County approves subdivision changes considered more developer-friendly
By Joe Naiman
An amendment to the County of San Diego’s Subdivision Ordinance that coordinates building permits with road construction is now in effect.
The amendments, approved by county supervisors, include requiring subdividers to develop a construction phasing plan that would be linked to rough grade approval and building permit issuance. That would allow developers to structure their developments through phasing, which would enable lot sales to pay for subsequent phases.
“What we’re trying to do is make sure that the roads are built at the time of the impact,” said Derek Gade, the county’s Land Use and Environmental Group project manager who oversees private development for the county Department of Public Works. “The roads are in place as homeowners are starting to take ownership of the lots.”
For smaller projects not requiring a construction phasing plan, off-site improvements generally will be completed before 75 percent of the rough grade releases or building permits are issued, a threshold intended to ensure that a subdivision is not significantly populated before off-site improvements are completed. The director of DPW has the authority to make exceptions if the improvements are needed earlier either for public safety or to meet environmental regulations.
The changes also include a right of entry or temporary easement that allows the county access during the construction and a one-year warranty period. According to the county, that will preserve the county’s right to complete required improvements that will be made on or accessed from private property.
The county often conditions the approval of major subdivisions on the completion of road and other infrastructure improvements needed to serve the development. A final map creates legal lots that still require grading and building permits but which allow the lots to be sold to individual customers. Under state law and county code, developers can defer the completion of those required improvements until after the final map is approved if they enter into a secured agreement to guarantee completion of the improvements.
“We want to make sure that we’re looking at the status of the construction of the roads,” Gade said.
The construction phasing plan will also allow a building permit application to be pursued if all on-site and off-site improvements other than the driveway, sidewalk and final pavement cap are completed unless deferral would not be sensible under the circumstances. The intent is to minimize potential damage to the pavement cap, driveway, and sidewalk during the construction of the lots. Completion of those improvements along the property frontage will still be required for a final grade release on a lot being considered for final occupancy.
“I would say they’re done in tandem,” Gade said of roads and houses.
Security bonds need to be renewed, and the changes also address a reduction in original security based on work completed. If less than half of the value of the work is completed, full security will still be required.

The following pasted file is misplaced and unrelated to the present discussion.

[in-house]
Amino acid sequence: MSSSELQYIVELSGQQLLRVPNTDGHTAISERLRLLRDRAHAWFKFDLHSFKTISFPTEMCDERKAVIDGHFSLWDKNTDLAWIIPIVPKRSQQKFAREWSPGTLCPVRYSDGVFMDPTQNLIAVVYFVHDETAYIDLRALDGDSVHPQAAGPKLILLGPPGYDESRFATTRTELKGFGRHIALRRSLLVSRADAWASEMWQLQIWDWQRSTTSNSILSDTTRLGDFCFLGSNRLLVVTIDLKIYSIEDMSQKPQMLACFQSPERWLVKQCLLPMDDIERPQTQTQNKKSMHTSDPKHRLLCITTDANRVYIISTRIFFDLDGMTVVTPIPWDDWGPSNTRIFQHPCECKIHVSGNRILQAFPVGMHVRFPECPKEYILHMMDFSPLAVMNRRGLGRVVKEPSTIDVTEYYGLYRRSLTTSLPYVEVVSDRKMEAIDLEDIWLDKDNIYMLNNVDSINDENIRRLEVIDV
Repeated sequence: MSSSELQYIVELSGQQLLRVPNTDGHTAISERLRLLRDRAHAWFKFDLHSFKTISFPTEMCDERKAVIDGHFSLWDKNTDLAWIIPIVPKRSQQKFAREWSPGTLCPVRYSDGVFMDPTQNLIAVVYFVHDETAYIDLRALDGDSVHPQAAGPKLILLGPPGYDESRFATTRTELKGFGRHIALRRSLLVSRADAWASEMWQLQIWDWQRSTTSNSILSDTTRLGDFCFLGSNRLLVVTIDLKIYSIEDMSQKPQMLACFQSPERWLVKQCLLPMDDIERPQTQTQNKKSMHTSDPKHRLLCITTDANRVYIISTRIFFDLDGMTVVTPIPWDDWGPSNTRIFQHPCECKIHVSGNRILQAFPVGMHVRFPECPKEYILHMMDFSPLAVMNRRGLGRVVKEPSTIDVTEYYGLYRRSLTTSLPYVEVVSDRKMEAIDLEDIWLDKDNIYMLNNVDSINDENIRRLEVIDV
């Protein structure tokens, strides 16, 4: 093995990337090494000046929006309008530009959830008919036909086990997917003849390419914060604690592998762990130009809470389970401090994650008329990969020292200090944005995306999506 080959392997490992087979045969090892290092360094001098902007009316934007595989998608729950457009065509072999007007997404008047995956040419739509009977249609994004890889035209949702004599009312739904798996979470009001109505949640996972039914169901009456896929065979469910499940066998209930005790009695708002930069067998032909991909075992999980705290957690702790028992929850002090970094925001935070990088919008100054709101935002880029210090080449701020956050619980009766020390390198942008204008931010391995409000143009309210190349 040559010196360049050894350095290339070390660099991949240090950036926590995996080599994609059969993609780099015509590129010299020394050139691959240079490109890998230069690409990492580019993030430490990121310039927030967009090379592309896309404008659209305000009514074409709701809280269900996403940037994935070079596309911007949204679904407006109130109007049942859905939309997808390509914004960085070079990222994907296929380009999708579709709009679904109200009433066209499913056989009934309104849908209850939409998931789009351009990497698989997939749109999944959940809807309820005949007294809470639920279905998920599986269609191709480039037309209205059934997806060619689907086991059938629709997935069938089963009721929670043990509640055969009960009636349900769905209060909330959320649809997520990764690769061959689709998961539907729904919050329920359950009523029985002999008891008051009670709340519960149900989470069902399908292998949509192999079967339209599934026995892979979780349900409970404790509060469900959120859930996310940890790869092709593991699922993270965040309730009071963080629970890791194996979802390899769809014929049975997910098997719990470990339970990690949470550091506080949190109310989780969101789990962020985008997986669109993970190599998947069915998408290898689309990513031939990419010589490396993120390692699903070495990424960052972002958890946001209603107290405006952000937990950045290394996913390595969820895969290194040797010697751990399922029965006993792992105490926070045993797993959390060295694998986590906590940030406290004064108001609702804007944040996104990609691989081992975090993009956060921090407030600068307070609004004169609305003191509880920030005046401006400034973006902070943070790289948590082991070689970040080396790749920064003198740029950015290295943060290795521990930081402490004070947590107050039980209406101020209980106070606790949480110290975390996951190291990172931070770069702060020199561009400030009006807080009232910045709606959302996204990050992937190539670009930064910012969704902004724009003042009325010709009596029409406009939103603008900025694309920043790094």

The percent of construction value remaining to be completed will be deducted from the original security amount when between 50 and 75 percent of the value has been completed. Twenty-five percent of the original security requirement will be necessary if between 75 and 87 percent of the value has been completed, while security worth twice the amount of the remaining improvements will be required if between 88 and 97 percent of the value is completed, and 5 percent of the original amount will be required from the completion of 98 percent of the value to the end of the warranty period.
“We want to make sure there’s enough security in place,” Gade said. “We want to make sure that the agreements and securities are in place.”
The ordinance was also changed to allow the DPW director to approve a time extension to complete improvements in the case of a change of ownership or if an adjustment to the required security needs to be made and to allow minor changes to improvement plans. Previously Board of Supervisors approval — and the associated processing cost — was needed for such changes.
“This is a real benefit to the development industry,” Gade said. “We’ve certainly had a significant outreach with industry throughout the process. We wanted to make sure they had input.”
The initial term to complete the secured agreements is usually two years after the approval of the final map. The changes give the DPW director the authority to approve an additional two years, although the Board of Supervisors would still need to approve subsequent time extensions. Board approval will also still be required if significant changes are made to construction phasing plans.
The new ordinance also eliminates the Board of Supervisors process when the only change to a security agreement is the ownership party.
“We felt like we’ve done some due diligence in working with industry,” Gade said.
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